Here’s the second half of the Society Hill walking tour we did two weekends ago.
Most of the homes we visited were trinity houses.
Trinity homes were built as one room, and stacked three high. ONE room. Three floors. Named for Faith, Hope, and Charity.
If I were to live in a three-room house with anyone other than myself, I would need one of those rooms to be named “sedative.”
The three floors originally connected by a tight, circular staircase that traveled up all three rooms.
The three floors of living area were built with the kitchen area separate— at the back of the lot. Incase your kitchen catches fire, your house doesn’t burn down. All of the homes we toured were connected to the kitchen at some point in the last 150 years.
The home below was built in 1774 and expanded in 1810.
Two Thomas Welford mantles have survived in pristine condition. The plaster work is amazing, and there was corresponding molding around the doorway and ceiling medallion.
The gardens were small, as you’d expect in an area of row houses. But one owner found the space for a bee hive.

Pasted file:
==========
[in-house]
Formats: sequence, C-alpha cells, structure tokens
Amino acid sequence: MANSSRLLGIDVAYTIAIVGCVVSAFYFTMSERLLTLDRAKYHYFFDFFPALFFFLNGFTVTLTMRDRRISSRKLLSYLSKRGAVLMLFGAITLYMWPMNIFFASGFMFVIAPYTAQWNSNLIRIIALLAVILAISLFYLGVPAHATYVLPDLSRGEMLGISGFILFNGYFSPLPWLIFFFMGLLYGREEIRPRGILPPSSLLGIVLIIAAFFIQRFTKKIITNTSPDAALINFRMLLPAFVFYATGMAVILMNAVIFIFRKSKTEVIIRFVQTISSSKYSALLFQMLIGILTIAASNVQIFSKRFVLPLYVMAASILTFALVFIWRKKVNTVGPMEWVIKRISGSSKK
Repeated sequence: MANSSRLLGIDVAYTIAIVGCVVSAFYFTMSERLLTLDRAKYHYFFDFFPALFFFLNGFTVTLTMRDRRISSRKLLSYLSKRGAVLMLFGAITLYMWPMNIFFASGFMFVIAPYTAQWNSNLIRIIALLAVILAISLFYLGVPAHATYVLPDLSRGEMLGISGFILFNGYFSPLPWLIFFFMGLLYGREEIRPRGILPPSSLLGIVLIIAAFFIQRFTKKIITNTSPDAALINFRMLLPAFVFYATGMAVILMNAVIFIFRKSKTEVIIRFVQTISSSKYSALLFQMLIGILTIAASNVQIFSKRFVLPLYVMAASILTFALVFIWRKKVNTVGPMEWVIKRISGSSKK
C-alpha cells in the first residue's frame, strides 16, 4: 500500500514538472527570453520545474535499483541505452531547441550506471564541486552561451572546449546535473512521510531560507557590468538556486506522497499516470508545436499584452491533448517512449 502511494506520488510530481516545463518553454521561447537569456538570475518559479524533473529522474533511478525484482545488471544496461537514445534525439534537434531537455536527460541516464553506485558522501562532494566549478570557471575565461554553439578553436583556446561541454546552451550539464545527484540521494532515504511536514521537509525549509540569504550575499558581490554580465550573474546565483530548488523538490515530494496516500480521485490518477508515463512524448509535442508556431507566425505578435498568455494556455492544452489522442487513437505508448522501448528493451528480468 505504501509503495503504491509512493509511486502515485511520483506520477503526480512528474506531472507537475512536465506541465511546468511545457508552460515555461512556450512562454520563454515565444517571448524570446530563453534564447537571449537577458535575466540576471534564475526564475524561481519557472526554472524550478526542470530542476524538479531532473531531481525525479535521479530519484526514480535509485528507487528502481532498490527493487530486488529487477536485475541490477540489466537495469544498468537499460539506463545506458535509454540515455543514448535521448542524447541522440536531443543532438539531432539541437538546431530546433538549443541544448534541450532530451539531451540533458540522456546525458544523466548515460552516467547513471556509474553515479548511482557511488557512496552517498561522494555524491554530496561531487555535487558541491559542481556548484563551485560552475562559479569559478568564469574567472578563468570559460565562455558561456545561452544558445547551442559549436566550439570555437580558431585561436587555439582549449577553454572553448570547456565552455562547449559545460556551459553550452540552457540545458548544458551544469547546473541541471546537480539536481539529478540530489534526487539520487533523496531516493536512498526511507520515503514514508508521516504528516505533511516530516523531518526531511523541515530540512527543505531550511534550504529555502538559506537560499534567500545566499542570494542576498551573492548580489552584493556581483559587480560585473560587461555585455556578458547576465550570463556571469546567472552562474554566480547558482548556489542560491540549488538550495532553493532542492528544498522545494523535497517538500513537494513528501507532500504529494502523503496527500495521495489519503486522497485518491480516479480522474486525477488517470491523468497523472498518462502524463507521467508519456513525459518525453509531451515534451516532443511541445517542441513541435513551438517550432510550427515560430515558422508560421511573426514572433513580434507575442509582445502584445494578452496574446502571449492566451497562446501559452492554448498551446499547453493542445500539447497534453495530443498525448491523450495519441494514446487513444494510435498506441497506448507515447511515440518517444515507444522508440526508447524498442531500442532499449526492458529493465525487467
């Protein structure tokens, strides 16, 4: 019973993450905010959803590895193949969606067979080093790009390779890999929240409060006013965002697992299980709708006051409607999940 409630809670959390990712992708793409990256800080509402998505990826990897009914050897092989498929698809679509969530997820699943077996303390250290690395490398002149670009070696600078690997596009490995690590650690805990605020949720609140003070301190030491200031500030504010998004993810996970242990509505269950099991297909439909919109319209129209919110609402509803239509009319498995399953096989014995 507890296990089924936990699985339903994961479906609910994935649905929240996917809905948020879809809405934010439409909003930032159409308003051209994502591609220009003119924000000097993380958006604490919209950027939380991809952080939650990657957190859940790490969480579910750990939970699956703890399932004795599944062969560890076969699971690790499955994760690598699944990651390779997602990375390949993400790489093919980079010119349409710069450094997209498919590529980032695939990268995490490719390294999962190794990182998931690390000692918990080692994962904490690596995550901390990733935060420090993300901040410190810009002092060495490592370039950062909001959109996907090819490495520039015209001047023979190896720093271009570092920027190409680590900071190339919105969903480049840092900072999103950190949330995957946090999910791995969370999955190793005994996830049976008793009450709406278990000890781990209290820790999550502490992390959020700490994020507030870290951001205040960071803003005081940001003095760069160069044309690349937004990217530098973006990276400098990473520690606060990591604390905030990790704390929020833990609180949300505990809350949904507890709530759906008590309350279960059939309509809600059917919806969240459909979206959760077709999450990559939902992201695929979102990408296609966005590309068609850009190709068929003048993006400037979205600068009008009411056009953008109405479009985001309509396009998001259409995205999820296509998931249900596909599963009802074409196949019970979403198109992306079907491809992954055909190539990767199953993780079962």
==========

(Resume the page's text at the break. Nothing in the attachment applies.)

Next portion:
Some of my favorite details were this Jefferson door to the patio area. It’s a double-hung window that sits on top of two hinged doors. The bottom window can be raised to the ceiling, and gives you a garden door.
I have an ongoing obsession with built-in bookshelves and unexpected cabinets, so this bookcase thrilled me.
This wasn’t anything old or historic, but I thought it was interesting:
A bay window was installed in the 1950’s and the owners had a custom copper tray made for the sill.
A few of the stops weren’t private residences.
This Greek Revival building was designed in 1829 by Philadelphia-born architect Thomas Ustick Walter who also designed the United States Capitol cast-iron dome. In continuous use by various religious congregations over the past 150 years, it’s currently occupied by the Society Hill Synagogue.
- Related Post: Society Hill. Philadelphia. Door fixation.